The nature of the ghats drastically shifted as I walked along its eastern edge. The reliance of the communities on the river for livelihoods became even more prominent. Rangrej ghat had been one of the focal points of the protests of Harijan Andolan, pre-independence, where Mahatma Gandhi addressed a huge crowd as part of the movement against the discrimination of untouchables. The city has its own contribution to the freedom struggle and towards Adivasi development and has witnessed events of protests and demonstrations.
Rangrej ghat was known as a platform for saree dying. With advent of industries and mass production, this occupation is now extinct here. Rangrej ghat now serves primarily for bathing and worshipping. However, from this point I could sense the commotion of Chauraman ghat, a few metres away. The mornings of Chauraman ghat are bustling with fishing activities and daily chores. The ghat supports livelihoods of the densely inhabited Dheemar community around it. Since involved in occupations such as ferrying, fishing and farming which are governed by the seasons and the tides, the community struggles to enjoy a stable living.
As I was walking towards Hanuman ghat, the east end before the city disintegrates into the farmlands, I was joined by a few women who were returning for lunch from the farms, where they worked as labourers. They gave me a quick tour through their neighbourhood and their homes. The houses are made of thick mud walls with niches that serve as storage spaces, covered with sloping roofs over them as a response to the harsh weathers and heavy rainfall. Most of the mud houses across the old settlements of the city followed a linear layout, maximising cross ventilation, with a number of tweaks to suit their personal needs such as a shed outside their house for the cattle, shared courtyards, hand pumps, shaded verandahs and smaller extensions outside the house.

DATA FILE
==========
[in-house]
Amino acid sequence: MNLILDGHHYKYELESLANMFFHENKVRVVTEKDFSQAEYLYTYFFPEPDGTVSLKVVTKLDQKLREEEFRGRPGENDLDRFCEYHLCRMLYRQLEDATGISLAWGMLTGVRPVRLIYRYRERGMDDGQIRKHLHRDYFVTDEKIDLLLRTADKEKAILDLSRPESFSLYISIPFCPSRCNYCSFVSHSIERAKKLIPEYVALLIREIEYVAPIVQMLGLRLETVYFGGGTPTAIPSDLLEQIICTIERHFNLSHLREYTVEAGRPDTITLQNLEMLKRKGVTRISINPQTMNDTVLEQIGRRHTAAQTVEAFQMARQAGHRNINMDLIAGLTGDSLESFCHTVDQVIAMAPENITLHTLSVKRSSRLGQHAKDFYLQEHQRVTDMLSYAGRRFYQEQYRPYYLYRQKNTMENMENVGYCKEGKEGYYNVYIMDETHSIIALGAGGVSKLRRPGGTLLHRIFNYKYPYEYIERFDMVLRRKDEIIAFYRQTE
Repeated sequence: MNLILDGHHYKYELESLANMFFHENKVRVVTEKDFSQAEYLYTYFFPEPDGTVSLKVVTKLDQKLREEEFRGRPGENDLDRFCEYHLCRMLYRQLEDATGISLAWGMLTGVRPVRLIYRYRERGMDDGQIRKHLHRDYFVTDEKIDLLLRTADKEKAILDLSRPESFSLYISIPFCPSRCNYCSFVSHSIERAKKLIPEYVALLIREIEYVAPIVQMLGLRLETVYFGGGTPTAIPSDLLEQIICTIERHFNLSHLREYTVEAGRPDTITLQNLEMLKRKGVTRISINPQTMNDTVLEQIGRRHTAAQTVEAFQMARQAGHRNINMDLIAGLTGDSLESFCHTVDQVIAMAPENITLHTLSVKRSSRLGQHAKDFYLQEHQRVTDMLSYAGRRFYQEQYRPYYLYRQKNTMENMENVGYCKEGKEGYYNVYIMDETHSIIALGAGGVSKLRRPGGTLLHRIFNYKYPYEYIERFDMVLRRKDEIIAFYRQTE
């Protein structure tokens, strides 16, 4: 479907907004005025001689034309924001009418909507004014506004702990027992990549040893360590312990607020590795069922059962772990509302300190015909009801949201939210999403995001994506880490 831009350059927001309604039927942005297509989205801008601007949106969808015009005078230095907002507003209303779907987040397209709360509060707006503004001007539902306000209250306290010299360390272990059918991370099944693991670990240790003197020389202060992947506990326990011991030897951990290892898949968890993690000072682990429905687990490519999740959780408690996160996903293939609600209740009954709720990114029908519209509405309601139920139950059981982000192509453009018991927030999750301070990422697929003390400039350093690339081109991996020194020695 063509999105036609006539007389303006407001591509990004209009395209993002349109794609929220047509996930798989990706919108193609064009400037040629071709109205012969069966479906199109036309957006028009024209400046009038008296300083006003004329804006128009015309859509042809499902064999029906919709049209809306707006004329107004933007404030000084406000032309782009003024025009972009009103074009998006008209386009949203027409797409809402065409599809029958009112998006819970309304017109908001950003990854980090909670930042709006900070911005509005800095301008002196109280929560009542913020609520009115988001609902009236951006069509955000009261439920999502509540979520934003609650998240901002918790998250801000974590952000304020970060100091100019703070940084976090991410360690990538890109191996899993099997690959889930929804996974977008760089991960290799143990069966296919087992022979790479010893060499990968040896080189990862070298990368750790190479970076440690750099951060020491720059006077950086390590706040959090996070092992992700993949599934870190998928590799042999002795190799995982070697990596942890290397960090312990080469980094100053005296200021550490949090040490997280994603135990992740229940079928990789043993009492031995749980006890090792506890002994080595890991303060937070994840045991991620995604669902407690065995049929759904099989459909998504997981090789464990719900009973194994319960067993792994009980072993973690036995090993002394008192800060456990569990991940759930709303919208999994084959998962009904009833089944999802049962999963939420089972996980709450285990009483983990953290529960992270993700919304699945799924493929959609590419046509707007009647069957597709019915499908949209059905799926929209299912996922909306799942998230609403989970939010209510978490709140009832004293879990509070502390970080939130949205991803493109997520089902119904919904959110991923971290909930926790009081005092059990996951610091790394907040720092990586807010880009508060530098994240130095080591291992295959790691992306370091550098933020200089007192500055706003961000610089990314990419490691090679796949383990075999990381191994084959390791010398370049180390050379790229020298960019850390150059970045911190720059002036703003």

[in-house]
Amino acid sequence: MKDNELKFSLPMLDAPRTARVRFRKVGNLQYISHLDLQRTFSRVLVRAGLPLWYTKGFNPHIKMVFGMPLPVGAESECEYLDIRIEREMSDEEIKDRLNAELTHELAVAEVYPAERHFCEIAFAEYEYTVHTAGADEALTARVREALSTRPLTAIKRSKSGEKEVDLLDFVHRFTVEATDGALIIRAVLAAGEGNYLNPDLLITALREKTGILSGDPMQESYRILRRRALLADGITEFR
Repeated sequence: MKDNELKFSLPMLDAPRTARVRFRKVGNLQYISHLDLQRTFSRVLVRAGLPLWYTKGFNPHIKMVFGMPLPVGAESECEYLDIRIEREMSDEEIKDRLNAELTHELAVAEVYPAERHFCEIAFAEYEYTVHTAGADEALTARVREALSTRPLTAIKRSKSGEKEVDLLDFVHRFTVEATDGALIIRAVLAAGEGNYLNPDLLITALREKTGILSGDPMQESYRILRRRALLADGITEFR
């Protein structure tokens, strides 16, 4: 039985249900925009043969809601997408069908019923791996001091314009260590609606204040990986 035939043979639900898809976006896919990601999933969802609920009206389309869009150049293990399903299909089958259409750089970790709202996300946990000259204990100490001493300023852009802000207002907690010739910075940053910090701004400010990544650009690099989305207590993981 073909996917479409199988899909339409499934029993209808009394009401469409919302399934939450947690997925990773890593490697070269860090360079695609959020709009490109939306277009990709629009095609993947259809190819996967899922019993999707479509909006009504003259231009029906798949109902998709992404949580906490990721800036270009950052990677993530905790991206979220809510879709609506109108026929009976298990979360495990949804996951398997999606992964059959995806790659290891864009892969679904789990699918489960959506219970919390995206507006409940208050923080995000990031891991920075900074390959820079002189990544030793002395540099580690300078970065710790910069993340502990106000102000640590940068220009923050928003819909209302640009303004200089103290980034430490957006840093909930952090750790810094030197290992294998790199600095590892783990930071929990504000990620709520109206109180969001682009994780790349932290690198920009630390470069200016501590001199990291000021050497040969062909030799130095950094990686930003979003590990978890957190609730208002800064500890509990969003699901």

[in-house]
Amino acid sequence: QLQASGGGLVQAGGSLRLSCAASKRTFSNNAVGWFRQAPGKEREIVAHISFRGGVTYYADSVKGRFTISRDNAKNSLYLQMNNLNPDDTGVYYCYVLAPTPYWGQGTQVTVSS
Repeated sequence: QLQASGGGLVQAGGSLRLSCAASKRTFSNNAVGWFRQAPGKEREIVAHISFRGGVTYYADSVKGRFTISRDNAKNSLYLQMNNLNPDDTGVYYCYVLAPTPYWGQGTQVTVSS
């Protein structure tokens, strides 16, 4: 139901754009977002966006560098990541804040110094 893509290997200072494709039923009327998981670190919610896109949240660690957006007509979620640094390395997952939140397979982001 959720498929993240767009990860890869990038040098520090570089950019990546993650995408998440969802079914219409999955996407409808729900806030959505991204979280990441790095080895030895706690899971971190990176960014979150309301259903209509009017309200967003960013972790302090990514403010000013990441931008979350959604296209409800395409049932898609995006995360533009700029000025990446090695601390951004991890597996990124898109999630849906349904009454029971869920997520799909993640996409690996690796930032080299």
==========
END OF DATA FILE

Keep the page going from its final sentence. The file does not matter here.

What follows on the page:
Mandla and its riverscape has evolved over various eras, to give it the identity that it holds today. The dependency of the settlements on the river is quite intricate and complex. Communities have evolved, survived over the years and the river has been a perpetual spectator to the changing times. Settlements rooted themselves into these river banks, water being the significant community resource. Forts, temple complexes, pilgrim sites, spaces of worship, ghats and palaces form an integral part of the riverscape, and unfold the story of the city. With every layer that annexed the existing fabric, the riverscape negotiated spaces to accommodate and adapt to the influences. The activities, rituals, customs and traditions revolving around the river are often camouflaged under the guise of the sacredness of the river. However, they are highly governed by the social, political and economic factors. Through history, rivers being an important resource have always faced issues of social access and discrimination, protests, boundary disputes, conflicts over development and community displacement. River becomes a central space for segregation, congregation, celebration, demonstration, subsistence, recreation and relaxation.
Sneha Khulge is an architect based out of Mumbai. The article takes root from her undergraduate thesis titled “River and the Community”, which studies the intricacies and interdependencies between a river and the communities inhabiting it and further proposes a community centric public realm for Mandla. Her thesis has been recognised on various platforms at national and international levels.
Sneha’s thesis can be accessed by clicking here: River and the Community